Wednesday, December 21, 2011

CSA Share: Sunchoke Soup

This winter, I've finally signed up for a CSA, or community supported agriculture from Greensgrow Farm in Kensington. Yes, there's a farm in Kensington. It's not all bad there.

It may not sound like it makes much sense to sign up for a CSA in the dead of winter, given that I live in the Northeast and local picks in the cold of winter mean lots of roots and cabbage. But I did it. It's been great so far. This week, I got a bunch of Jerusalem artichokes, or sunchokes in the share.

Sunchokes are related to the sunflower but taste like artichokes. They look like ginger, which confuses people. I handed my boyfriend a piece of ginger and a sunchoke and he couldn't tell which was which. Apparently, they can do a number on people's tummies since they contain inulin. The inulin is part of the reason why they aren't too popular.

But they really should be. Because, as I said, they taste like artichokes, but don't require all the prep of artichokes. They're little tubers, so you can just chop them up and do what you want with them. I didn't even bother to peel them.

I went the soup direction with my batch of sunchokes. If you don't know what to do with it, make soup, I guess. I could have roasted them, but given that it's winter, I have a feeling I will be sick of roasted veggies soon enough.

The soup was mad easy, as soup really should be. You throw stuff in a pot and heat and that's it. I based my soup off of this recipe from the Guardian. I say based because it's in British and metric and I didn't have the wherewithal to convert things. So I just threw stuff in. I think I used one leek, half a pound of sunchokes, and two potatoes. I didn't feel like cutting an onion, so I left that out. Since I didn't have cheddar, chestnuts or parsley, I didn't make the pesto either. My batch of soup made enough to feed me dinner last night and lunch today. All told, good times.

Sunday, December 18, 2011

Alcohol For the Holidays

DIY-ing it for the holidays continues to be trendy. Usually, I like to make a few gifts to give to family members at Christmas. Since I've started giving homemade gifts, the bar has gotten higher and higher. Cookies? That's so 2008. Bagels? 2010. This year, my homemade gifts are made out of booze.

Judging from the buzz on the Internet, making your own liqueurs is popular this year. It's also pretty easy, depending on the liqueur you choose to make. I'm trying my hand at coffee liqueur, cranberry liqueur, and the ever-popular limoncello.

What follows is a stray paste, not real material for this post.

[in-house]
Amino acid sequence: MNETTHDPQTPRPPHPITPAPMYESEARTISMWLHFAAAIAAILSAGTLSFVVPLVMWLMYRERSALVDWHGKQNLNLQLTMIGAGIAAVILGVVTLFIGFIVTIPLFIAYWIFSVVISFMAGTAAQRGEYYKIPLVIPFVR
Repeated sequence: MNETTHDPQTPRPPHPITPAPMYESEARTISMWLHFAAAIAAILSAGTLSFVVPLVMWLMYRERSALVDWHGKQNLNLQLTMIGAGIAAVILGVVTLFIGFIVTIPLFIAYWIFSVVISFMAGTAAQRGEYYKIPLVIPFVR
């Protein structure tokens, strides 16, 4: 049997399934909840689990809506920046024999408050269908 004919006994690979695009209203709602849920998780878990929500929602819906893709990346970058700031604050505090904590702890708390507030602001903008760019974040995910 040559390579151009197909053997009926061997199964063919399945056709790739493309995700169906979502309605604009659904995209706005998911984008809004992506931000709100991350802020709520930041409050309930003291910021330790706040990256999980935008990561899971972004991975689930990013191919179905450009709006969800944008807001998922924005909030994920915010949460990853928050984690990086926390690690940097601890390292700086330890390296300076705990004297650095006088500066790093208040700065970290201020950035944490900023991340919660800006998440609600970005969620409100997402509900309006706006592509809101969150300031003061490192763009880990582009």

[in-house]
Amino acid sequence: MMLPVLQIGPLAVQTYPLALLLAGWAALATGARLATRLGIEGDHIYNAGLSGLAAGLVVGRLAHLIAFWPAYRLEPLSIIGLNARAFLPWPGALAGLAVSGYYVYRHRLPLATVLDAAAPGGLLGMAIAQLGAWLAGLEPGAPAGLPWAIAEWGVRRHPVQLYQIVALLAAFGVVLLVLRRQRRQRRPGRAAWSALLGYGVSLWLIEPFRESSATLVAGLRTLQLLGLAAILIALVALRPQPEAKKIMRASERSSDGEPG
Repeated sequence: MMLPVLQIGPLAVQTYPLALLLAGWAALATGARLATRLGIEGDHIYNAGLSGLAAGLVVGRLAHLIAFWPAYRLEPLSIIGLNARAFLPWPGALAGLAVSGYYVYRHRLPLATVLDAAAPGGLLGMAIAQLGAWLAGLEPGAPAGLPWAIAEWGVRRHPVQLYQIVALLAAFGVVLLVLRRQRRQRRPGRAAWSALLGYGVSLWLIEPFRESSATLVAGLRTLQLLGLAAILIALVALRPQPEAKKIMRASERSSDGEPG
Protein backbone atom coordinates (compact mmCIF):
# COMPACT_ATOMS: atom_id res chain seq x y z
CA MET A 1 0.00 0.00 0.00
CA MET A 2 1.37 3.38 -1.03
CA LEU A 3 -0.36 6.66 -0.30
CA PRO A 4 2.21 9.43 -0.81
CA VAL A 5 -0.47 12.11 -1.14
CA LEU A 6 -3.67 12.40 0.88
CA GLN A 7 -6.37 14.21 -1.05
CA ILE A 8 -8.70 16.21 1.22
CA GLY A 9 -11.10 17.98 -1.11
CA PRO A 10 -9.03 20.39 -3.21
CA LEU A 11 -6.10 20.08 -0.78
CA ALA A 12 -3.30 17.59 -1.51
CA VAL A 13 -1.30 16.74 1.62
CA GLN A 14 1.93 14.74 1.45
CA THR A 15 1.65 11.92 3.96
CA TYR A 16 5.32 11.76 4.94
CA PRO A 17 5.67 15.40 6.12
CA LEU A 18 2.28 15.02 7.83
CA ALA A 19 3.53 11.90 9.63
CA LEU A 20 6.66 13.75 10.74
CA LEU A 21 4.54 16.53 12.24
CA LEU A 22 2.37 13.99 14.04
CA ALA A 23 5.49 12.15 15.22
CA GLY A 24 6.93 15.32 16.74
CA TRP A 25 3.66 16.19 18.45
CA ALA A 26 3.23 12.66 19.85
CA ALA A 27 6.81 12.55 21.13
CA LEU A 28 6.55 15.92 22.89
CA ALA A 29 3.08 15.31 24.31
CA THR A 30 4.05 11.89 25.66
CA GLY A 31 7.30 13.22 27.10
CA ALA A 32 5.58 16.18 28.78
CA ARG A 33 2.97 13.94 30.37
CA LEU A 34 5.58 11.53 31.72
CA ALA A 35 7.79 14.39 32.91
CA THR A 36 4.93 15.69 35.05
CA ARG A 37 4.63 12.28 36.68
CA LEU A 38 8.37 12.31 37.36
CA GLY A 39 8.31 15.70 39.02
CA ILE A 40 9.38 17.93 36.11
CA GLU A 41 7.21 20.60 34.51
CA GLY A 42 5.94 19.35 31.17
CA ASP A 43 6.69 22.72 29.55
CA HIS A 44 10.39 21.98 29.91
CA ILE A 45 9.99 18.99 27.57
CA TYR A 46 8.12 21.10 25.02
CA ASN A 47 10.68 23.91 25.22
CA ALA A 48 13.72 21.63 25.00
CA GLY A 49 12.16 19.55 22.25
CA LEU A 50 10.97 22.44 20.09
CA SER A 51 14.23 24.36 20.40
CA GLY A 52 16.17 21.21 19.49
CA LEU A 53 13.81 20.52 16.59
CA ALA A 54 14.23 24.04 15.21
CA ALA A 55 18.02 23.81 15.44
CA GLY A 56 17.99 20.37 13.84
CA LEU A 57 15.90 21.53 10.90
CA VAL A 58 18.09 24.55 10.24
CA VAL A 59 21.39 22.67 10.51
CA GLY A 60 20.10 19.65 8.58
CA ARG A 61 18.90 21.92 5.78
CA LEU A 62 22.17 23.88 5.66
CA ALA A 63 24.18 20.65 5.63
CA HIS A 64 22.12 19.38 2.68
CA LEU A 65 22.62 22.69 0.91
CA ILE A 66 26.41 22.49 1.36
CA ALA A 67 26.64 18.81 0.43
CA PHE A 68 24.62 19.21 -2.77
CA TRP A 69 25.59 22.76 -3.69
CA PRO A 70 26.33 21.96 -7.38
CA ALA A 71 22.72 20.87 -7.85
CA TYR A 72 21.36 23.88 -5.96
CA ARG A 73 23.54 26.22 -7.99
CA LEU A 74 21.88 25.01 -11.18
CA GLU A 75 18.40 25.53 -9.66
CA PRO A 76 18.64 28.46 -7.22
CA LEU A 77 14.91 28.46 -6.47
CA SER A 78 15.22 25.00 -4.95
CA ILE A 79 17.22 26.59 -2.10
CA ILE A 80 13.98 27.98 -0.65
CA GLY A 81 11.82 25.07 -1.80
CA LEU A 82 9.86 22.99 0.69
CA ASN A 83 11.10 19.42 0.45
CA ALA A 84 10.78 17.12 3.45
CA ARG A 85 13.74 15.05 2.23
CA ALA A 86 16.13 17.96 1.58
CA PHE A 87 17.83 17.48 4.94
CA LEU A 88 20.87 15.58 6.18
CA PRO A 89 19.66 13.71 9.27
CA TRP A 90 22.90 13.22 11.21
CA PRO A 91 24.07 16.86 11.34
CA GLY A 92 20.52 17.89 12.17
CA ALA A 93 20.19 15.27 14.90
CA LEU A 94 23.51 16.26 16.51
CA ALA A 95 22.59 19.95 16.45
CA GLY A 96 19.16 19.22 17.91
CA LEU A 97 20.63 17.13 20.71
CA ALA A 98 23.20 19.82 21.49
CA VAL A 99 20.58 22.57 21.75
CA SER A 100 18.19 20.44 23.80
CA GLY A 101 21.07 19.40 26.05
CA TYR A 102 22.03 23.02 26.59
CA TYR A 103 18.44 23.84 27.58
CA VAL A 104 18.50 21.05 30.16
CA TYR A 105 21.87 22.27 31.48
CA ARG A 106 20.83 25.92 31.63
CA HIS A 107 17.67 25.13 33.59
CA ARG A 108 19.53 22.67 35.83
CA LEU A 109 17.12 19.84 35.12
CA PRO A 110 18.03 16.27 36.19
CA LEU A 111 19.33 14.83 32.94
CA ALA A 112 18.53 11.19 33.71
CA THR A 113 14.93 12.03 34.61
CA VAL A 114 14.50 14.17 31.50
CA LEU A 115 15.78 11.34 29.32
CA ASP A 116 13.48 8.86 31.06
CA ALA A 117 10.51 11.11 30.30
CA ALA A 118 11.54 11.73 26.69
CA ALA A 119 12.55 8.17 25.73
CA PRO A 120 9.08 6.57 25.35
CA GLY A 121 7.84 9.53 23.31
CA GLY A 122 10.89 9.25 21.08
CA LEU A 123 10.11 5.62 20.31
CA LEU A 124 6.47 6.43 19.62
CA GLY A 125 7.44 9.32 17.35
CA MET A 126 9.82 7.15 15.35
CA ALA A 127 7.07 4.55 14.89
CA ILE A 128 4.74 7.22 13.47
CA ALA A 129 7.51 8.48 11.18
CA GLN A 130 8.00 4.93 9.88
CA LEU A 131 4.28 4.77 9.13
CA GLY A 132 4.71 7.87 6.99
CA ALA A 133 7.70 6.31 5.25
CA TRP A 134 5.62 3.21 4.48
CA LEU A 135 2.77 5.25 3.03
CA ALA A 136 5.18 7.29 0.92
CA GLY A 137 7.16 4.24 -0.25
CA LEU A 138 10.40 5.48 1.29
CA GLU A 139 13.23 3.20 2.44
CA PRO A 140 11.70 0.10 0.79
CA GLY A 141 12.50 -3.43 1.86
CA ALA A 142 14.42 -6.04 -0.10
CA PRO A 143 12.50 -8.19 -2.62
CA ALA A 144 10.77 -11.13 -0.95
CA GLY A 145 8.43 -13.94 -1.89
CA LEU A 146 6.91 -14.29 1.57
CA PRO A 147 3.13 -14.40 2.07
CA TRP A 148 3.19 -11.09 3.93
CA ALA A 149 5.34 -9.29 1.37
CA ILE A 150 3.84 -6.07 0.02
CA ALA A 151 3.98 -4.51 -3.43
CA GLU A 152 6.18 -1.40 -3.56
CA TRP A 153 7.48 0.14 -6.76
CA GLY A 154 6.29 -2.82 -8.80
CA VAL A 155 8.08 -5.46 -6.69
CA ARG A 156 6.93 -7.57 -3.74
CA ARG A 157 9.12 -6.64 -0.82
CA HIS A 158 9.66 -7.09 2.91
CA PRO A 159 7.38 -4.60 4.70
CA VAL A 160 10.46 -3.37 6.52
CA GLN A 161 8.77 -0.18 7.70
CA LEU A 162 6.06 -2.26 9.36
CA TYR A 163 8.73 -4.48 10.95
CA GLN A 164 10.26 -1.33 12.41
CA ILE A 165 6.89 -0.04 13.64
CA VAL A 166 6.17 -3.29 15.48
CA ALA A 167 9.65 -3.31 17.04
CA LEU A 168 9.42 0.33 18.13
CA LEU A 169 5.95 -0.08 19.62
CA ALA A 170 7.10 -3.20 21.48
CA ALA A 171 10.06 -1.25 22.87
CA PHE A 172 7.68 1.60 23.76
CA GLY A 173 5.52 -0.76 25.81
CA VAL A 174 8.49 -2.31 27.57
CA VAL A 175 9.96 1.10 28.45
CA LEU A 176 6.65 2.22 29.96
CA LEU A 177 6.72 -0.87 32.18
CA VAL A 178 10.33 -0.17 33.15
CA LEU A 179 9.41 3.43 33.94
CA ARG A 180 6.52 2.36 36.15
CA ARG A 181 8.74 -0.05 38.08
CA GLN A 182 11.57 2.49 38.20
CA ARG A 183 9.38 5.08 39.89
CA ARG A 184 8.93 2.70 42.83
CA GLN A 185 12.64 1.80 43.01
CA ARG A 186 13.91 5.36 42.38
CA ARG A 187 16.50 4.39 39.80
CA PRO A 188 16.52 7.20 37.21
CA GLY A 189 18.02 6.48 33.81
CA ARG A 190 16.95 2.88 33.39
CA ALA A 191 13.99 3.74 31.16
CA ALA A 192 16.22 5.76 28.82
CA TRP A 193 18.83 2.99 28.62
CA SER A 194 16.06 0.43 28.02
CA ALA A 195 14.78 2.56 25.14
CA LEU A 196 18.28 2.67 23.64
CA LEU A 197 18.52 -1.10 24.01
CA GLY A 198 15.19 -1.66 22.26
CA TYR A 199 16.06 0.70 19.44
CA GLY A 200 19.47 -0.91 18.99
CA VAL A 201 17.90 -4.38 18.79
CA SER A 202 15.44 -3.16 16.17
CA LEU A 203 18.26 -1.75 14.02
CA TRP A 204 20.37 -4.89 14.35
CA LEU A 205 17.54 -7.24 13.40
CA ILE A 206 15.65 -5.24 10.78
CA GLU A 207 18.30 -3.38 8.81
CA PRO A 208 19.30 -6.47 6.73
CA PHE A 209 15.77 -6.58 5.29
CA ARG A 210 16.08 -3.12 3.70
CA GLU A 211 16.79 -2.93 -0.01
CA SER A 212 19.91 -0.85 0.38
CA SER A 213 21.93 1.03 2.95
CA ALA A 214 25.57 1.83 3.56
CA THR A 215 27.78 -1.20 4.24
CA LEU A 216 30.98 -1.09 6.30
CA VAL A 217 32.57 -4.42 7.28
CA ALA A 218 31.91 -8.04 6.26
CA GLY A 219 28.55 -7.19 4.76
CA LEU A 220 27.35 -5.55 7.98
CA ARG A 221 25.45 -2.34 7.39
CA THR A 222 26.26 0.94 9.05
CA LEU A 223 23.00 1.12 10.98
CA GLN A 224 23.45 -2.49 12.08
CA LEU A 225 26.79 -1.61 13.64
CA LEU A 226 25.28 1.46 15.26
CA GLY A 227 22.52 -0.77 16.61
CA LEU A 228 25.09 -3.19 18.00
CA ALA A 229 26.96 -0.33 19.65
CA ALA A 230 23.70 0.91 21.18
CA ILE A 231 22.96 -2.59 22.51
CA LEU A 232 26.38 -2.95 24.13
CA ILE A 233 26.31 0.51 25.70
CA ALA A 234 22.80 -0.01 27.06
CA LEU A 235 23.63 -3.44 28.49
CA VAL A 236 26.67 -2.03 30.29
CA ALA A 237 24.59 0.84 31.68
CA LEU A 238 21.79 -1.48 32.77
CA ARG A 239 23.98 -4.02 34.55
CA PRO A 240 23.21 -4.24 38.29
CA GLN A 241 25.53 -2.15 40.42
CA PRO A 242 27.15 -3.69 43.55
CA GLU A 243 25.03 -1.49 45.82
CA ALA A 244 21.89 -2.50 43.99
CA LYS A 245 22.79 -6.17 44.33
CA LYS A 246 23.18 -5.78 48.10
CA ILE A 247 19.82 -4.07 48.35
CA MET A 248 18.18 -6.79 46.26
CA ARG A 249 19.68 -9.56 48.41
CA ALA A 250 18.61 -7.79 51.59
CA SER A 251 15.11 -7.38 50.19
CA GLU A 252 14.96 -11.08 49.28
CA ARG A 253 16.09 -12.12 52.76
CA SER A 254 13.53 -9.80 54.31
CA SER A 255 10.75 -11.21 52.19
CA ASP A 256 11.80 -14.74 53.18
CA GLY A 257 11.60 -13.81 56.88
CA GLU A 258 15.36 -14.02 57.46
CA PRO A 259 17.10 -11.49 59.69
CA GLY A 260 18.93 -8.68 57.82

I got the recipe for coffee liqueur from Epicurious. It was almost impossibly easy. I did turn my back on the coffee syrup for a second though, resulting in a sticky boiling-over mess. I sampled a bit of the liqueur in a white Russian tonight and it was better than a certain name-brand booze, if I'm allowed to say that.

The cranberry liqueur recipe came from Cooking Light. Again, it was dead simple. Chop up 12 ounces of fresh cranberries, make some simple syrup, add vodka and let sit for a month. I just started the recipe a few days ago, so it won't be ready in time for Christmas.

Limoncello. Limoncello. Everyone gets all excited about this liqueur. It was actually the most annoying to make, as it involved removing the zesty-peel part of the lemons. The zesty-peel part of 10 lemons, actually. Using a slightly dull vegetable peeler and paring knife. I got lemon juice in my eyes twice. Currently, those peels are soaking 750 mL of vodka. After about a week, I'll add some simple syrup and let sit, then strain. I've never actually had limoncello, so I'm hoping it's good.

Thursday, December 15, 2011

New Work of Stitchery


That's my latest stitched piece. It's inspired by a pencil drawing I saw at the Philadelphia Museum of Art. Although I had the wherewithal to take a picture of the drawing, I didn't record its title or the artist. Guess I'll just have to go back there and take a look again.

I have big plans for this piece. I intend to do a series of the same design, in different colors and stitches. Some will be stretched over canvas, others left in their hoops. We'll see. In addition to this design, I plan on doing several other paintings or artworks as stitched pieces.